Many independent study programs offer online elements, but the state's ability to track numbers is difficult because of the individualized structure of many programs.

Still in its infancy, the idea being pursued in Santa Rosa is to establish a charter school that would offer enrichment classes to students at comprehensive high schools as well as a full range of graduation requirement coursework for students who would not attend a traditional high school, said Anastasia Zita, assistant superintendent of secondary instruction.

"What we are learning is that the hybrid model provides a solution for many types of learners," she said. "Alternative is not a &amp;&lsquo;less than,' it's just something different."

Key factors are the onslaught of deep budget cuts, combined with the emergence of a generation that is technologically savvy at ever-earlier ages. As a result, the so-called hybrid model of online classes mixed with teacher-taught labs and discussions are becoming an increasingly popular choice for families, said Rick Phelan, curriculum and technology services coordinator for the Sonoma County Office of Education.

Districts are saying they need to compete because they can lose students to such programs, he said. But it is difficult to track their quality.

"The pushback is that one, is there a problem with the content? Is it reflecting the same level of rigor in the way that students are assessed?" he said.

Santa Rosa Teachers Union president Andy Brennan said a successful program will put Santa Rosa City Schools on the front end of a positive trend, but urged the district to keep a high level of interaction as part of the program.

"It's a rather exceptional individual who could do everything online," he said. "Education is a lot of interaction and and applying knowledge. In the online world, that is harder to do because you are not working on the soft skills: showing up on time, teamwork, face to face skills."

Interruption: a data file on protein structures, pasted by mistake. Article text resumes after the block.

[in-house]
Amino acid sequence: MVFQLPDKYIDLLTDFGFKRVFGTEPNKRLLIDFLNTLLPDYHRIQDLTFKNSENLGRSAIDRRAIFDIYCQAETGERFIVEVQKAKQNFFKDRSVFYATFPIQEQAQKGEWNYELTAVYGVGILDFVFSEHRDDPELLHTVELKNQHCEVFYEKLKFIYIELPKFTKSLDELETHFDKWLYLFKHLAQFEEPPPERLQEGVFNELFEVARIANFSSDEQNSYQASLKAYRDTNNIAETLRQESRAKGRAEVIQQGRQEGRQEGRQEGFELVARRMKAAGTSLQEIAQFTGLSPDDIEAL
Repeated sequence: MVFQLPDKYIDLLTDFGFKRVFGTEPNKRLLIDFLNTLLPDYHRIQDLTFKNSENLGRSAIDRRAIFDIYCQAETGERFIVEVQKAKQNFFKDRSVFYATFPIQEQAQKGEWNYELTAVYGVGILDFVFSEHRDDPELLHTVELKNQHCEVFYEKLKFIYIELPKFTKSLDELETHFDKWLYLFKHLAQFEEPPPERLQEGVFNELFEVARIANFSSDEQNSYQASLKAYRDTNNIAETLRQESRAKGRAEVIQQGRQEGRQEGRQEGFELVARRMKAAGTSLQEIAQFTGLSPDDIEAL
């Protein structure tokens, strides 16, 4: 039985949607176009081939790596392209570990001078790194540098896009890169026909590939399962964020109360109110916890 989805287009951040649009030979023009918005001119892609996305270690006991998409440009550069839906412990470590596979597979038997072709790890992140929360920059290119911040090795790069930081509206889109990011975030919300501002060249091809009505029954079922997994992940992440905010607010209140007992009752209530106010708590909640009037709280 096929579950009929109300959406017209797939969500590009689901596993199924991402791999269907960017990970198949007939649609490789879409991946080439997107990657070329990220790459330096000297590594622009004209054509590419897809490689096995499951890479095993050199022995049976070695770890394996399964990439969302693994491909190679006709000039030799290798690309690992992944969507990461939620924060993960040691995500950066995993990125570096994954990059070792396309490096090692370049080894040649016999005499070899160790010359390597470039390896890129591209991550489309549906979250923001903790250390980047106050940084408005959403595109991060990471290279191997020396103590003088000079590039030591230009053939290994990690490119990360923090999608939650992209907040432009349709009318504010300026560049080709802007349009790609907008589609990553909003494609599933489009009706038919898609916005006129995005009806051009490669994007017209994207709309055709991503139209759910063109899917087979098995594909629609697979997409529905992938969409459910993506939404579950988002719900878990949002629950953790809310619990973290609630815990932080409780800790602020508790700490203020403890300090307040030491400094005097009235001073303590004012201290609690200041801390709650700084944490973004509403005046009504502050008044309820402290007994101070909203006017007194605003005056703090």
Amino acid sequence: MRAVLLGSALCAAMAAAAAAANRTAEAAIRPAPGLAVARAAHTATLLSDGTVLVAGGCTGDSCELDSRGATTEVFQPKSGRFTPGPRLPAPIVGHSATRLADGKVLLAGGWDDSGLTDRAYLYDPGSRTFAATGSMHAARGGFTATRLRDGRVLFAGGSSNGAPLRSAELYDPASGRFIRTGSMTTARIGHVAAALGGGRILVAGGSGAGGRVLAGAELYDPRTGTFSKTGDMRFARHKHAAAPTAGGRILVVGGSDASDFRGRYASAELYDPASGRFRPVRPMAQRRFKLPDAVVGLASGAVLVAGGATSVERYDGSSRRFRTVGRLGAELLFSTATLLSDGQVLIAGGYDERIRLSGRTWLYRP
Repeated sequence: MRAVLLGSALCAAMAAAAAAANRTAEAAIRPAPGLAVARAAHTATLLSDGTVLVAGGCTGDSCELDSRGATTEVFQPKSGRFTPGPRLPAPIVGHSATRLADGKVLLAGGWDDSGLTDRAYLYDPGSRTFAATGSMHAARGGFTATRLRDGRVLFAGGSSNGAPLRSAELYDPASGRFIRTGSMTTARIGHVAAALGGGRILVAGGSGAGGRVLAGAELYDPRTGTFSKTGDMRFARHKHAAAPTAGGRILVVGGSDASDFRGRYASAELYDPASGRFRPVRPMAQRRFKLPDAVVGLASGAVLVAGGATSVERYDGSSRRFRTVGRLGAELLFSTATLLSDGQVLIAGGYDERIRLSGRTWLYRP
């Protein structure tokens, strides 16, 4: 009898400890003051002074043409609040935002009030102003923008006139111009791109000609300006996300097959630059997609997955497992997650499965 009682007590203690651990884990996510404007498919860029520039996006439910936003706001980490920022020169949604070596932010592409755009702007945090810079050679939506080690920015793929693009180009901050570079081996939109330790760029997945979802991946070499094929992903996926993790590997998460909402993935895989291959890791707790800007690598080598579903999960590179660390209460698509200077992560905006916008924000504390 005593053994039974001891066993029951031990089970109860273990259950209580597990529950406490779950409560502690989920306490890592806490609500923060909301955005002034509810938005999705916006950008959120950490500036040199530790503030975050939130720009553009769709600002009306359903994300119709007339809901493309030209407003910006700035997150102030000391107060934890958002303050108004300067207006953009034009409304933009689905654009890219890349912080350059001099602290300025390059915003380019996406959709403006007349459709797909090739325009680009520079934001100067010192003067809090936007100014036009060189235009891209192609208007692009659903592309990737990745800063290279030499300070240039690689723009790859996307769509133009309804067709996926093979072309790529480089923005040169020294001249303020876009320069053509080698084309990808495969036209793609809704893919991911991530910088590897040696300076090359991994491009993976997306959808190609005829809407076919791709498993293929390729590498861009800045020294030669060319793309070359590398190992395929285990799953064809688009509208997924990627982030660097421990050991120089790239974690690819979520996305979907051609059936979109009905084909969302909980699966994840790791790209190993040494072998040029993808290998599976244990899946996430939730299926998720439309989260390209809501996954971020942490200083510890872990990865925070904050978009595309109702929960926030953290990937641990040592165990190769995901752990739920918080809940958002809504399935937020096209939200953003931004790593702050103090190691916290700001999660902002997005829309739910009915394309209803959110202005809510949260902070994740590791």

Brennan also expressed concern that it is untimely to hire a new administrator in the wake of deep budget cuts that have meant the loss of teachers and clerical.

But board members, who voted unanimously to hire an administrator to spearhead the charter effort, vowed to press forward, citing the emergence of more competition for students who don't thrive in a traditional school setting.

"This is a big revenue maker for our district," Jeye said.

The longest-running online school in Sonoma County, California Virtual Academy, has grown from 185 kindergarten through 12th-graders in its first year in 2004-05 to 1,026 this year. The school is based in Simi Valley, but authorized locally by Liberty School District.

"Because charter schools are diverse, they are able to offer different curricula that appeals and serves different communities, whether it's college preparedness, performing arts, science and math, or in this case, independent study or a hybrid model," said Vicky Waters, spokeswoman for the California Charter Schools Association.

Brennan called online learning an integral part of the future of education.

"I see this as an eventuality," he said. "When changes occur, you either have to embrace them and find a way to make them work or you are going to get bowled over. I don't think we have much choice, but I think we have to be very careful in the way it's structured."